Creative Process: Sketching & Early Brainstorming.

Creative brainstorming

“Sketch”make a rough drawing, give a brief account or general outline, perform a (gesture) with one’s hands or body.

All creative design projects should begin on paper. Digital or print, it’s important to get your ideas out of your head and down on paper. Even if drawing isn’t your strong-suit, sketching helps facilitate the brainstorming process in a visual way. Seeing certain layouts for a website landing page, learning how letterforms work together, or laying out a business card, it’s a simple and effective way to get ideas down quickly, removing the at-times crippling effect of over-thinking everything.

Sketching, by definition, should be rough, and that’s the hardest part. Teaching someone to provide simple drawings and have less detail is often difficult. In this case, it’s necessary to check finer details at the door. Perfection has no place in the early-stage concept process.

A sketch is more of a suggestion of where an idea is headed. It’s by no means ready to send to a client. Most of the ideas you sketch out will likely never see the light of day. It’s important in the preliminary rounds of sketching to draw alone (or by yourself). Everyone has different personalities and it’s sometimes typical for more vocal extroverts to kill an idea before it comes to fruition.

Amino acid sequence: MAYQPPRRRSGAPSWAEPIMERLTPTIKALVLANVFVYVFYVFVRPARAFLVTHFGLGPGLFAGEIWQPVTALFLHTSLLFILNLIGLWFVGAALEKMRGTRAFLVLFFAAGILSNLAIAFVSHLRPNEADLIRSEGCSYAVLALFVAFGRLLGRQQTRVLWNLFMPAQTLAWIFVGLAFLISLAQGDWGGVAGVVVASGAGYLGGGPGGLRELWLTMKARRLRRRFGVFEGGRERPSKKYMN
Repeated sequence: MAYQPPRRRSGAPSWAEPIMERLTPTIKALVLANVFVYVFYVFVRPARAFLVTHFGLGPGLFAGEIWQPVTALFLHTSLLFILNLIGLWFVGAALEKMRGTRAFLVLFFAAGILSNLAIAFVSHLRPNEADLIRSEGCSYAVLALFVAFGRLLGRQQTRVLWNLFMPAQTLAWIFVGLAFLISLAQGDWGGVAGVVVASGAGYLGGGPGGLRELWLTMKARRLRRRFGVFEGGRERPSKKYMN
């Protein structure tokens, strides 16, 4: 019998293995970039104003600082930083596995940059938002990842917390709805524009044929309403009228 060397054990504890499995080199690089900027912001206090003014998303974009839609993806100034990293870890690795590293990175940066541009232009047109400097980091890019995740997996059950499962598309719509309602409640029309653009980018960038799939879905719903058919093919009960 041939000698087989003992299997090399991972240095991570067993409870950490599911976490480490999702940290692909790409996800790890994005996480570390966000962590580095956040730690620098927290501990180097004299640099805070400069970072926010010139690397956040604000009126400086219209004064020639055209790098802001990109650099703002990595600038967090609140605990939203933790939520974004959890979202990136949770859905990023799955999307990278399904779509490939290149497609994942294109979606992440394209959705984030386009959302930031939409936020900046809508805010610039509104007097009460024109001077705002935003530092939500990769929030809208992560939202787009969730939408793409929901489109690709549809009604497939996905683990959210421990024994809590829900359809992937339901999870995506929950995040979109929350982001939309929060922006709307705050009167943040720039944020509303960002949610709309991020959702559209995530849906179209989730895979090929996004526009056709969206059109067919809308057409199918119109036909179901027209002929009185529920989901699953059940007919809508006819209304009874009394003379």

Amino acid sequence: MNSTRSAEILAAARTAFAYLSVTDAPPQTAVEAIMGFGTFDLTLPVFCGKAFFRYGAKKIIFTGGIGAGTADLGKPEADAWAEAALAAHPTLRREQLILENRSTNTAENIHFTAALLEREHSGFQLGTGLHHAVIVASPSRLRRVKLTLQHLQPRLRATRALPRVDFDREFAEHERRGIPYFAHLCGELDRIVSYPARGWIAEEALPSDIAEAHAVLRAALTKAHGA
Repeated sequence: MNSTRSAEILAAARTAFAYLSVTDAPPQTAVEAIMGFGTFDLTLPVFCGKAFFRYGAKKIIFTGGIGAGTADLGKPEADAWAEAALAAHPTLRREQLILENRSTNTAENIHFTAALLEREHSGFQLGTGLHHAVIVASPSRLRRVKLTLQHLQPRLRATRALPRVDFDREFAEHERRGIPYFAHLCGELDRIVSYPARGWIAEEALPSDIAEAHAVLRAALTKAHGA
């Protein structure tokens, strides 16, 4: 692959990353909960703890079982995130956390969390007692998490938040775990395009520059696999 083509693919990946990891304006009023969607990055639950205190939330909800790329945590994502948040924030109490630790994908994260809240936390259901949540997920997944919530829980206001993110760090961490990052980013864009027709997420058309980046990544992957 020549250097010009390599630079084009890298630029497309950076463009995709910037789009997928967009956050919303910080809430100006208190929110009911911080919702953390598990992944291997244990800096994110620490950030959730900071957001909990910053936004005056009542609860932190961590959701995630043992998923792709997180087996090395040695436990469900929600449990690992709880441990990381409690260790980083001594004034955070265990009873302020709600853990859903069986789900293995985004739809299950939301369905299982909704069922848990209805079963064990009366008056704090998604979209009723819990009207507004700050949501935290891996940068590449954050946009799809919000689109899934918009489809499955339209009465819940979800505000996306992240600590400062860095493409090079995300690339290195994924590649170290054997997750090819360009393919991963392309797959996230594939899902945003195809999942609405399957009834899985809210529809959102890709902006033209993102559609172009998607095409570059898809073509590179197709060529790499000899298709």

However, doodling lines and boxes on a sheet of paper is different from sketching. Sketching has a clear vision and direction that will represent meaning. It takes the form of an idea or thought that can then be fleshed out with purpose.

A good way to start the sketching process is to plan meetings where each participant is expected to sketch. During these meetings, it’s important not only to draw, but talk amongst the team about what’s working or what needs more exploration. The objective is to find concrete directions that can then move into design.

Sketching is important for many reasons, but the main focus is understanding the project. Words sometimes fail at painting a picture in the minds of others, but a sketch can always provide a clearer “picture” of an idea or concept in a tangible context.

Sketching has real-world usability. Not only is it great for brainstorming or quick concepts, but it can also go much further than that. For example, if you have a photo shoot and need a specific image for a website with negative space on the left, just quickly sketch it for the photographer. They can then use this to reference and be sure to get every shot you need.

Proof has a team of designers and we all lean on sketching to get our early ideas down on paper. Sometimes it’s on post its, scraps of old paper, or even with our hand movements. All are valid and each plays a vital role in the design process. Regardless of the project, sketching is a simple and easy way to get the creative process going.

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